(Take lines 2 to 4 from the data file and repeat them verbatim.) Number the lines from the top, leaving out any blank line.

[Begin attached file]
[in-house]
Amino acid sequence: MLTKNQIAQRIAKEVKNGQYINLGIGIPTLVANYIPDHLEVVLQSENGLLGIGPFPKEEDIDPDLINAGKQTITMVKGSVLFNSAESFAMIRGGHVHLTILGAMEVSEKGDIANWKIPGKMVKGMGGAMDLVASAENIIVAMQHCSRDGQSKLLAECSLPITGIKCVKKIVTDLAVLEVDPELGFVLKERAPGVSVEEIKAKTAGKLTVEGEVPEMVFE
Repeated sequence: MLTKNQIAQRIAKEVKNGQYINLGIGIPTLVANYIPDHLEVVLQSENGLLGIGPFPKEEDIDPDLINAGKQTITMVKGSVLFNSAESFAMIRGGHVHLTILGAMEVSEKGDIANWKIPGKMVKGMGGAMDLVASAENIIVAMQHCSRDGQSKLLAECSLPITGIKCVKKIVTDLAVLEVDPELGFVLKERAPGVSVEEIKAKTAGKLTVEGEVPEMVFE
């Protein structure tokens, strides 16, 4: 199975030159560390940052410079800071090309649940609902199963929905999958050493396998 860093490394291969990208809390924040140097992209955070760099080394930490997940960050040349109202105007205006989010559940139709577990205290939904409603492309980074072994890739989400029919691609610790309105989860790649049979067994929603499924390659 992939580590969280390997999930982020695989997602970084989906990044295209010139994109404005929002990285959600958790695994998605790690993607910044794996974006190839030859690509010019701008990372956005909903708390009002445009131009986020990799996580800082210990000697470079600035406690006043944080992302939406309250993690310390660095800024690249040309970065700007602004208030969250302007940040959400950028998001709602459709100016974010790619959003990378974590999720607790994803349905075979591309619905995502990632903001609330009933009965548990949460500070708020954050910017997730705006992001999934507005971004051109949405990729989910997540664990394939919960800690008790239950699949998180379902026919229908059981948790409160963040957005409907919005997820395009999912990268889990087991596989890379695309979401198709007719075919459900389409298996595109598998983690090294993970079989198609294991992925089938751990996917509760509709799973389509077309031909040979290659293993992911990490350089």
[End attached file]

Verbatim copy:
Amino acid sequence: MLTKNQIAQRIAKEVKNGQYINLGIGIPTLVANYIPDHLEVVLQSENGLLGIGPFPKEEDIDPDLINAGKQTITMVKGSVLFNSAESFAMIRGGHVHLTILGAMEVSEKGDIANWKIPGKMVKGMGGAMDLVASAENIIVAMQHCSRDGQSKLLAECSLPITGIKCVKKIVTDLAVLEVDPELGFVLKERAPGVSVEEIKAKTAGKLTVEGEVPEMVFE
Repeated sequence: MLTKNQIAQRIAKEVKNGQYINLGIGIPTLVANYIPDHLEVVLQSENGLLGIGPFPKEEDIDPDLINAGKQTITMVKGSVLFNSAESFAMIRGGHVHLTILGAMEVSEKGDIANWKIPGKMVKGMGGAMDLVASAENIIVAMQHCSRDGQSKLLAECSLPITGIKCVKKIVTDLAVLEVDPELGFVLKERAPGVSVEEIKAKTAGKLTVEGEVPEMVFE
């Protein structure tokens, strides 16, 4: 199975030159560390940052410079800071090309649940609902199963929905999958050493396998 860093490394291969990208809390924040140097992209955070760099080394930490997940960050040349109202105007205006989010559940139709577990205290939904409603492309980074072994890739989400029919691609610790309105989860790649049979067994929603499924390659 992939580590969280390997999930982020695989997602970084989906990044295209010139994109404005929002990285959600958790695994998605790690993607910044794996974006190839030859690509010019701008990372956005909903708390009002445009131009986020990799996580800082210990000697470079600035406690006043944080992302939406309250993690310390660095800024690249040309970065700007602004208030969250302007940040959400950028998001709602459709100016974010790619959003990378974590999720607790994803349905075979591309619905995502990632903001609330009933009965548990949460500070708020954050910017997730705006992001999934507005971004051109949405990729989910997540664990394939919960800690008790239950699949998180379902026919229908059981948790409160963040957005409907919005997820395009999912990268889990087991596989890379695309979401198709007719075919459900389409298996595109598998983690090294993970079989198609294991992925089938751990996917509760509709799973389509077309031909040979290659293993992911990490350089």